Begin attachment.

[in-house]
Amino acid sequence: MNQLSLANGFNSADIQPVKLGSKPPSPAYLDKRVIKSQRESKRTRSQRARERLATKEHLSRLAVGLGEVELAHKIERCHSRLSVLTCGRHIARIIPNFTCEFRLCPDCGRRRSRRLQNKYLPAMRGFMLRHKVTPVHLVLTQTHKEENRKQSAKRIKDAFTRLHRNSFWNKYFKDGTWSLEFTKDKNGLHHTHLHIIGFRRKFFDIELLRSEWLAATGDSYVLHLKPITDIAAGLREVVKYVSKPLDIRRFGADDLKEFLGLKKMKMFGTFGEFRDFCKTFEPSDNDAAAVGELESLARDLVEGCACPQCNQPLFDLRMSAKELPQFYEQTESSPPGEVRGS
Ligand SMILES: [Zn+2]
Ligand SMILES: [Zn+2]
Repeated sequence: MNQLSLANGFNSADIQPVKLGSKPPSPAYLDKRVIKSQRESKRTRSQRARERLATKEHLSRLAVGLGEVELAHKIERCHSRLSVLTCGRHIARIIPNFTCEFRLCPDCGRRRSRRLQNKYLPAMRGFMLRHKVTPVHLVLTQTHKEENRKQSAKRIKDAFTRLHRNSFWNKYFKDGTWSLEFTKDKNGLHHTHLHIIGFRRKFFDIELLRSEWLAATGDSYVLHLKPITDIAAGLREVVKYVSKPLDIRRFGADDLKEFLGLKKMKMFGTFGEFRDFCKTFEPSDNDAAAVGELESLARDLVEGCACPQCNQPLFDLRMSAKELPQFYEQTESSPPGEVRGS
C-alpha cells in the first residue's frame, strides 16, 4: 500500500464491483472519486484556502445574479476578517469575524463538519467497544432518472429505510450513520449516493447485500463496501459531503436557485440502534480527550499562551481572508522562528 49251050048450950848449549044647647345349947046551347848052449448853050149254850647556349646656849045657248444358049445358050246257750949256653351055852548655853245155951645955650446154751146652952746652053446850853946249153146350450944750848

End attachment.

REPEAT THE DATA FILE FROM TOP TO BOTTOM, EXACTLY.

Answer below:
[in-house]
Amino acid sequence: MNQLSLANGFNSADIQPVKLGSKPPSPAYLDKRVIKSQRESKRTRSQRARERLATKEHLSRLAVGLGEVELAHKIERCHSRLSVLTCGRHIARIIPNFTCEFRLCPDCGRRRSRRLQNKYLPAMRGFMLRHKVTPVHLVLTQTHKEENRKQSAKRIKDAFTRLHRNSFWNKYFKDGTWSLEFTKDKNGLHHTHLHIIGFRRKFFDIELLRSEWLAATGDSYVLHLKPITDIAAGLREVVKYVSKPLDIRRFGADDLKEFLGLKKMKMFGTFGEFRDFCKTFEPSDNDAAAVGELESLARDLVEGCACPQCNQPLFDLRMSAKELPQFYEQTESSPPGEVRGS
Ligand SMILES: [Zn+2]
Ligand SMILES: [Zn+2]
Repeated sequence: MNQLSLANGFNSADIQPVKLGSKPPSPAYLDKRVIKSQRESKRTRSQRARERLATKEHLSRLAVGLGEVELAHKIERCHSRLSVLTCGRHIARIIPNFTCEFRLCPDCGRRRSRRLQNKYLPAMRGFMLRHKVTPVHLVLTQTHKEENRKQSAKRIKDAFTRLHRNSFWNKYFKDGTWSLEFTKDKNGLHHTHLHIIGFRRKFFDIELLRSEWLAATGDSYVLHLKPITDIAAGLREVVKYVSKPLDIRRFGADDLKEFLGLKKMKMFGTFGEFRDFCKTFEPSDNDAAAVGELESLARDLVEGCACPQCNQPLFDLRMSAKELPQFYEQTESSPPGEVRGS
C-alpha cells in the first residue's frame, strides 16, 4: 500500500464491483472519486484556502445574479476578517469575524463538519467497544432518472429505510450513520449516493447485500463496501459531503436557485440502534480527550499562551481572508522562528 49251050048450950848449549044647647345349947046551347848052449448853050149254850647556349646656849045657248444358049445358050246257750949256653351055852548655853245155951645955650446154751146652952746652053446850853946249153146350450944750848